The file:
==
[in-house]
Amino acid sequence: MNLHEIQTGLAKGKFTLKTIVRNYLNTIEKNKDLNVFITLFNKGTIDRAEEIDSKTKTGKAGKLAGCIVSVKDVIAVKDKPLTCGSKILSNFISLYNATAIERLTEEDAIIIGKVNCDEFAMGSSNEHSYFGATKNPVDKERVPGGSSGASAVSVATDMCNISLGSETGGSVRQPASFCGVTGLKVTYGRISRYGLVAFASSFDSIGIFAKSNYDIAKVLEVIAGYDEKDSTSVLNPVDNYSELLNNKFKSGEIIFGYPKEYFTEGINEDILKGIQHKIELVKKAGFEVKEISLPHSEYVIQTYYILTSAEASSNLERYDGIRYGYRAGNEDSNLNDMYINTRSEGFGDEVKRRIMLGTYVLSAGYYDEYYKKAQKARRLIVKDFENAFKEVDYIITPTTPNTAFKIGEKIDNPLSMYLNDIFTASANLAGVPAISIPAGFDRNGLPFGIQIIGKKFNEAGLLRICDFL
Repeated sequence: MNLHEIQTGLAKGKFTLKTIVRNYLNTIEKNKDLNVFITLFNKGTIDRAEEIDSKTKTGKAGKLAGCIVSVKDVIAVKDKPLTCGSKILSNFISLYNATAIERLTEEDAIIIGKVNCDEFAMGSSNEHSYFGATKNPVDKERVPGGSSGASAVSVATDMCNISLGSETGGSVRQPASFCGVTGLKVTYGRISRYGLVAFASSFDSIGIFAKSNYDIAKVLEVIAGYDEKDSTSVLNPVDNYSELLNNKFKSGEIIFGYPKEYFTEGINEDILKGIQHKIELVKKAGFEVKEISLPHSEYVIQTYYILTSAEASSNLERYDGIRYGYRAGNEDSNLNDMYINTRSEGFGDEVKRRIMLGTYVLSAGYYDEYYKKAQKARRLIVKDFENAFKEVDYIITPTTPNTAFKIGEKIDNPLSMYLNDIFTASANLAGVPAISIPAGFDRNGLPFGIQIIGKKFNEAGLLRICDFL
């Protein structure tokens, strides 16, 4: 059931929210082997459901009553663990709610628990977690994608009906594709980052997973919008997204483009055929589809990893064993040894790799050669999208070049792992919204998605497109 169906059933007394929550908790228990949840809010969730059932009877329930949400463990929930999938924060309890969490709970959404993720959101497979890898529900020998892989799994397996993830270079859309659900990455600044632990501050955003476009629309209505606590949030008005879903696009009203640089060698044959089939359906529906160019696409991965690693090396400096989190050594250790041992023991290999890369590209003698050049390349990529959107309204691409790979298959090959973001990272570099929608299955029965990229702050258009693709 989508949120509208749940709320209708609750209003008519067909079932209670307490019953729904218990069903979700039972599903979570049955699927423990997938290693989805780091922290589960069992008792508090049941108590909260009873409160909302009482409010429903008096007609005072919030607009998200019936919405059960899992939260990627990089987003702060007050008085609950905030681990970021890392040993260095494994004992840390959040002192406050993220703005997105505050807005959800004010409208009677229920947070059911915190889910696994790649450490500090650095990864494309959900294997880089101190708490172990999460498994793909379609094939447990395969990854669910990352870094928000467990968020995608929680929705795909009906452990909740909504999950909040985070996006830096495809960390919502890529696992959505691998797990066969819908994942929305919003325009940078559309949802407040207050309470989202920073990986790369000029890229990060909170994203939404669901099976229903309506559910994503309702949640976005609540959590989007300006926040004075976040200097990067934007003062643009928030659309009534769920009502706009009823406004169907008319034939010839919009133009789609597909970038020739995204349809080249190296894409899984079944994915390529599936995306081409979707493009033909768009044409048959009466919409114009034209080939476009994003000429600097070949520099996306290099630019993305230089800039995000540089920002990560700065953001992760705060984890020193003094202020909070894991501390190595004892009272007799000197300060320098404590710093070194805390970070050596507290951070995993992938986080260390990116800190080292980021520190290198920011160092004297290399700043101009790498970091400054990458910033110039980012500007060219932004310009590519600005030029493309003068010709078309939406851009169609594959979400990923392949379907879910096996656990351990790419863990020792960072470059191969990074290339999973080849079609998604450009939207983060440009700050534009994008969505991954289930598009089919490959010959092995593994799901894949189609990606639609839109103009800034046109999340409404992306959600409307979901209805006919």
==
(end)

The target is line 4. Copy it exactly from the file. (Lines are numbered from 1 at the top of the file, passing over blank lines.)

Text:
């Protein structure tokens, strides 16, 4: 059931929210082997459901009553663990709610628990977690994608009906594709980052997973919008997204483009055929589809990893064993040894790799050669999208070049792992919204998605497109 169906059933007394929550908790228990949840809010969730059932009877329930949400463990929930999938924060309890969490709970959404993720959101497979890898529900020998892989799994397996993830270079859309659900990455600044632990501050955003476009629309209505606590949030008005879903696009009203640089060698044959089939359906529906160019696409991965690693090396400096989190050594250790041992023991290999890369590209003698050049390349990529959107309204691409790979298959090959973001990272570099929608299955029965990229702050258009693709 989508949120509208749940709320209708609750209003008519067909079932209670307490019953729904218990069903979700039972599903979570049955699927423990997938290693989805780091922290589960069992008792508090049941108590909260009873409160909302009482409010429903008096007609005072919030607009998200019936919405059960899992939260990627990089987003702060007050008085609950905030681990970021890392040993260095494994004992840390959040002192406050993220703005997105505050807005959800004010409208009677229920947070059911915190889910696994790649450490500090650095990864494309959900294997880089101190708490172990999460498994793909379609094939447990395969990854669910990352870094928000467990968020995608929680929705795909009906452990909740909504999950909040985070996006830096495809960390919502890529696992959505691998797990066969819908994942929305919003325009940078559309949802407040207050309470989202920073990986790369000029890229990060909170994203939404669901099976229903309506559910994503309702949640976005609540959590989007300006926040004075976040200097990067934007003062643009928030659309009534769920009502706009009823406004169907008319034939010839919009133009789609597909970038020739995204349809080249190296894409899984079944994915390529599936995306081409979707493009033909768009044409048959009466919409114009034209080939476009994003000429600097070949520099996306290099630019993305230089800039995000540089920002990560700065953001992760705060984890020193003094202020909070894991501390190595004892009272007799000197300060320098404590710093070194805390970070050596507290951070995993992938986080260390990116800190080292980021520190290198920011160092004297290399700043101009790498970091400054990458910033110039980012500007060219932004310009590519600005030029493309003068010709078309939406851009169609594959979400990923392949379907879910096996656990351990790419863990020792960072470059191969990074290339999973080849079609998604450009939207983060440009700050534009994008969505991954289930598009089919490959010959092995593994799901894949189609990606639609839109103009800034046109999340409404992306959600409307979901209805006919």